SLU should increase access to contraception

SLU should increase access to contraception

On April 5, SLU’s SGA passed a resolution recommending that the Student Health Center increase student access to birth control. While the SGA does not have enforcement power over the Health Center, we believe that this resolution is an important indicator of students’ views and that the SGA should continue to push the University to expand access to contraception.

Although SLU is a Catholic university whose policy is against premarital sex, the University should not force its students to adhere to Catholic doctrines. As a university, the institution’s main role in the lives of students is not to influence their private affairs. The school may be a private institution with a religious affiliation, but its focus is largely academic. The United States is becoming increasingly secular, and the University should adapt to this changing reality. SLU has a large social justice presence and should concentrate on how this social justice aspect aligns with the Jesuit mission.

In addition, it is unfair for it to enforce some Catholic doctrines but not others. There are many other rules that the Catholic Church has for the followers of the Catholic faith, but SLU students do not have to follow these rules during their time at the institution. For example, SLU still serves meat on Fridays during Lent despite rules against consumption of meat on these days.

Moreover, students may receive hormonal contraception from the Student Health Center if the medication is being used as a menstrual aid. Because of this exception, students may still use birth control even if their intention is to use it to prevent pregnancy. If students want birth control badly enough, then they may lie in order to achieve that end. The result of SLU’s policy — if students indeed lie to receive contraception — is immoral behavior among students despite the University’s intention to encourage what it believes to be moral Catholic doctrine. For the Catholic Church, premarital sex may be immoral, but so is lying about why one needs a prescription.

These lies also may have bigger consequences for students. When they lie about their medical records, they may risk unexpected health complications. These health risks are much lower when doctors prescribe patients contraception based on accurate information, but when students need to lie to receive birth control, the risks grow. This process of requesting and being prescribed birth control should be transparent and honest, not secretive and deceitful. In order to show that the University prioritizes women’s health, SLU should engage the SGA in conversation about this subject.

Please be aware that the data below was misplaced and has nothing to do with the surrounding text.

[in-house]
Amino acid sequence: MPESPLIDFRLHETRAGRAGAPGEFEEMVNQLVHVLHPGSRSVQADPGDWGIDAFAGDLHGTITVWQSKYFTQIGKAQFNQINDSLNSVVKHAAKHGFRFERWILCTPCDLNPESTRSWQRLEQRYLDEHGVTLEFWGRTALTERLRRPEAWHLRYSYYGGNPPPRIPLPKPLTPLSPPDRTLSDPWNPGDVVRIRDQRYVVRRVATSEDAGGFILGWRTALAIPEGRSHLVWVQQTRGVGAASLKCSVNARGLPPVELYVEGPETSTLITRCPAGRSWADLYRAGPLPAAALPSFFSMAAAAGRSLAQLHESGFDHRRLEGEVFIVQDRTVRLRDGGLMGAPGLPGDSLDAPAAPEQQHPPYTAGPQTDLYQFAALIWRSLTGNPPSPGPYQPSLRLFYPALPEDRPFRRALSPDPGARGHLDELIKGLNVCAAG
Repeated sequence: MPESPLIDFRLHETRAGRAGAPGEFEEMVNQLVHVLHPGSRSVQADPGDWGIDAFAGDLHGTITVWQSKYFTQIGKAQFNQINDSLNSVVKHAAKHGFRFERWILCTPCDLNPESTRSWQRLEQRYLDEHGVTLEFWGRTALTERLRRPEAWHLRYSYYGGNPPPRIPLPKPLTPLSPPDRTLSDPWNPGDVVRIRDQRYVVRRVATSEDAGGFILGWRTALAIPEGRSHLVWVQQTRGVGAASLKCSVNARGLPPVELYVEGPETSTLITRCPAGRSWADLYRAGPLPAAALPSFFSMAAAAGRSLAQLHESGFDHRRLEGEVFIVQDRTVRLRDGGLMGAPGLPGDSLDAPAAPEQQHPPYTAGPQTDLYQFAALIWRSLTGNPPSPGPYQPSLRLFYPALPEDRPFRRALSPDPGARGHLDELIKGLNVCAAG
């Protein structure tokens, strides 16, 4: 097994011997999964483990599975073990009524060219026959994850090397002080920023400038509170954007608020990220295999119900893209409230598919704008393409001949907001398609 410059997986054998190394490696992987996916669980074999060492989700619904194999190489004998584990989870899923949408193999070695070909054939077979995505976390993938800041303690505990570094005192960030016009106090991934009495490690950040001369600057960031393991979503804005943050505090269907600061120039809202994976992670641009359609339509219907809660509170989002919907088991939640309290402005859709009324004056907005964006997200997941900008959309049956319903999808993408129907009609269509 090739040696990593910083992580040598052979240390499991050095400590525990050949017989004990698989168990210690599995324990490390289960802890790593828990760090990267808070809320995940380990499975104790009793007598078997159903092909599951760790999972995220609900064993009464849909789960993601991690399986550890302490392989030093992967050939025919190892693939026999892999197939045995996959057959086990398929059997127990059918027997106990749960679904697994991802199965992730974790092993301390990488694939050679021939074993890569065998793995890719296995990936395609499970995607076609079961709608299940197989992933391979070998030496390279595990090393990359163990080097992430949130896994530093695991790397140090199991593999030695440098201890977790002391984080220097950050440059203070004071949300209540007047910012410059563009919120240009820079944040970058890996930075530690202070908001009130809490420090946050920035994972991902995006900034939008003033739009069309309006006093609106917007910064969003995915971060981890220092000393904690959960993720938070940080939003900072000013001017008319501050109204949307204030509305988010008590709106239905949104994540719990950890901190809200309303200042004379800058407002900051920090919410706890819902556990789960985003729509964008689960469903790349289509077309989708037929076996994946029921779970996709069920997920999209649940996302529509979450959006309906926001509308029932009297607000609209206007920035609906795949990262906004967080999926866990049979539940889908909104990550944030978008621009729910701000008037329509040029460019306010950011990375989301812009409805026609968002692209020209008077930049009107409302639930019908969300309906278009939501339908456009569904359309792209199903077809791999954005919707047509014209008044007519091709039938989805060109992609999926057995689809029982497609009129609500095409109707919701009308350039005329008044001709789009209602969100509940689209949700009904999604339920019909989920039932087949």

Other Jesuit universities have been involved in similar conversations, including Georgetown University, Loyola University Chicago and Fordham University. Student groups and activists on each campus have urged their schools to increase access to contraception. Last fall, a group of students at Loyola protested through Students for Reproductive Justice (SRJ), which is an unregistered student organization. The students distributed hundreds of condoms and informational packets while demonstrating. Ellie Molise, an SRJ member at Loyola, also claimed that there were people she knew at the college who lied about having health problems in order to obtain birth control.

Students at other Jesuit universities across the country have the same concerns that SLU students do regarding access to birth control. SLU has the opportunity to listen to its students and provide health care services that other Jesuit universities will not. SLU has the opportunity to recognize that its students are mature enough to conduct their private affairs.

SLU students, who have to buy health insurance either privately or through the University, should be able to purchase birth control for whatever reason they provide. They should not have to make up something about their medical record that necessitates that they receive contraception.

The University has been inconsistent in their enforcement of other Catholic doctrines. Although its Jesuit roots are important, the University should reconsider its policy on contraception.